In a move that throws a spotlight on the growing importance of home energy efficiency in America, Democrats and Republicans came together to introduce a bill in Congress that would provide rebates to homeowners who invest in energy saving improvements to their homes.
The Home Owner Managing Energy Savings Act (HOMES Act), introduced by Congressmen David B. McKinley (R-WV) and Peter Welch (D-VT), would provide rebates based on projected savings. The savings would be determined by an energy audit and calculated as per the Residential Energy Services Network’s (RESNET) existing homes software modeling guidelines. The bill, which also recognizes certified RESNET Home Energy Raters and RESNET EnergySmart Home Performance Teams, would authorize $500 million for the rebates each year from 2014 to 2017, and allow for the following rebates:
- Homeowners demonstrating a 20 per cent energy savings may claim a $2,000 rebate.
- For every 5 per cent in additional energy savings, they can receive another $1,000 – up to a total of $8,000 or 50 per cent of the project’s cost.
The HOMES Act further stipulates that any energy efficiency improvements must be carried out by contractors who are licensed and insured to install retrofits, and accredited by industry organizations, such as RESNET for example. The rebates would be paid directly to qualifying homeowners via a rebate aggregator after quality assurance checks have been made.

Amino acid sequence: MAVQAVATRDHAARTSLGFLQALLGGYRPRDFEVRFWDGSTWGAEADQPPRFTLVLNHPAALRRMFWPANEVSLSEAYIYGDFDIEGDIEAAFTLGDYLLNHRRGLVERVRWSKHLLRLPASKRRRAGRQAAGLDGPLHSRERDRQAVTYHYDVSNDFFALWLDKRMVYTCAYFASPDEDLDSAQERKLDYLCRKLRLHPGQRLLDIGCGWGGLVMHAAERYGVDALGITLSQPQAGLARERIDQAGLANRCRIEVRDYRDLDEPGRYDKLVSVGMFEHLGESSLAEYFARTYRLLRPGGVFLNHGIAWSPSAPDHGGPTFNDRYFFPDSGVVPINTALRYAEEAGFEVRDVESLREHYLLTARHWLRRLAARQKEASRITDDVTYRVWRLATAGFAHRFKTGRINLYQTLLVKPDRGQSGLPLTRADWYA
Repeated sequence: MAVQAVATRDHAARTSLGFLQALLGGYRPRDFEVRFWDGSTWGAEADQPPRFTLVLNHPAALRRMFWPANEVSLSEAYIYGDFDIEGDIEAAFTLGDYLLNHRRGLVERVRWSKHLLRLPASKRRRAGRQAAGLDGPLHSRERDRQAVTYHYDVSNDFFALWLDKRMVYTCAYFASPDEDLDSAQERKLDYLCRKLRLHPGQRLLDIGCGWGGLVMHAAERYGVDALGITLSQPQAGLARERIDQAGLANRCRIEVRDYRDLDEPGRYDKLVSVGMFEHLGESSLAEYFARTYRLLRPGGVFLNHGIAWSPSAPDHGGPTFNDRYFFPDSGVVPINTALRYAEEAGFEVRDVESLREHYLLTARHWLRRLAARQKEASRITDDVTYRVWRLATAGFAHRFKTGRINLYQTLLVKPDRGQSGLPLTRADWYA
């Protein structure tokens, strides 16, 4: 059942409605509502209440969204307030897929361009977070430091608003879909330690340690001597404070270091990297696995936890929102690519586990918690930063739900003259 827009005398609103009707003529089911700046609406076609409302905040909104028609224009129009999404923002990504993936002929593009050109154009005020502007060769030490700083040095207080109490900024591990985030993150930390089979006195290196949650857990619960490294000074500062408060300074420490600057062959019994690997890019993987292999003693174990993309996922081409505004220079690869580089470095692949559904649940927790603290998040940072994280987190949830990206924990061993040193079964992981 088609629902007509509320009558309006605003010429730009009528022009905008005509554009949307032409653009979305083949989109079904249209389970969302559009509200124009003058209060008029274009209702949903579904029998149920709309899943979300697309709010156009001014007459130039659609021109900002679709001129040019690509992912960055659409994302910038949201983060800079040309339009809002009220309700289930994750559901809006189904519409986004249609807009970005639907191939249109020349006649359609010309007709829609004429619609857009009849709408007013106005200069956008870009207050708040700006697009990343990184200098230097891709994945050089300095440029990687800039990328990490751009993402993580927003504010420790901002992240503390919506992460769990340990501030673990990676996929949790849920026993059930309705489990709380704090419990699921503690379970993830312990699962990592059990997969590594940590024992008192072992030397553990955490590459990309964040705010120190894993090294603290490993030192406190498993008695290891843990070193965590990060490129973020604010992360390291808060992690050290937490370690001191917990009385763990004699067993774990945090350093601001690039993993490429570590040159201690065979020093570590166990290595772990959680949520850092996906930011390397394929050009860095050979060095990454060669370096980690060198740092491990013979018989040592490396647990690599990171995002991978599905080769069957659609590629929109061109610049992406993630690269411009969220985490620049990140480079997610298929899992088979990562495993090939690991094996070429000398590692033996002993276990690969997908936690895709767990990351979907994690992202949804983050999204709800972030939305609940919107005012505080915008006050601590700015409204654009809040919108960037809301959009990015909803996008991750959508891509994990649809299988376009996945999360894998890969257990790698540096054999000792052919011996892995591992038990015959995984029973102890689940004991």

Retrofits that qualify for rebates under the HOMES Act include a combination of:
- Better windows;
- Heating, ventilation and air conditioning (HVAC) equipment;
- Air and duct sealing;
- And other home improvements that lower energy consumption and cost.
Both Congressmen were strongly supportive of the bill. “These are common-sense ideas that will create jobs, save money for consumers and conserve energy,” Congressman McKinley said. “This issue transcends political ideology.” And according to Congressman Welch, “Encouraging energy efficiency in the private sector is a win-win-win for the consumer, the economy and the environment. And, in an era of partisan gridlock, energy efficiency is a practical, common sense idea where Democrats and Republicans can find common ground.”
The HOMES Act has been referred to the House Energy and Commerce Committee, and the Ways and Means Committee. It remains to be seen whether or not the bill will successfully pass into law.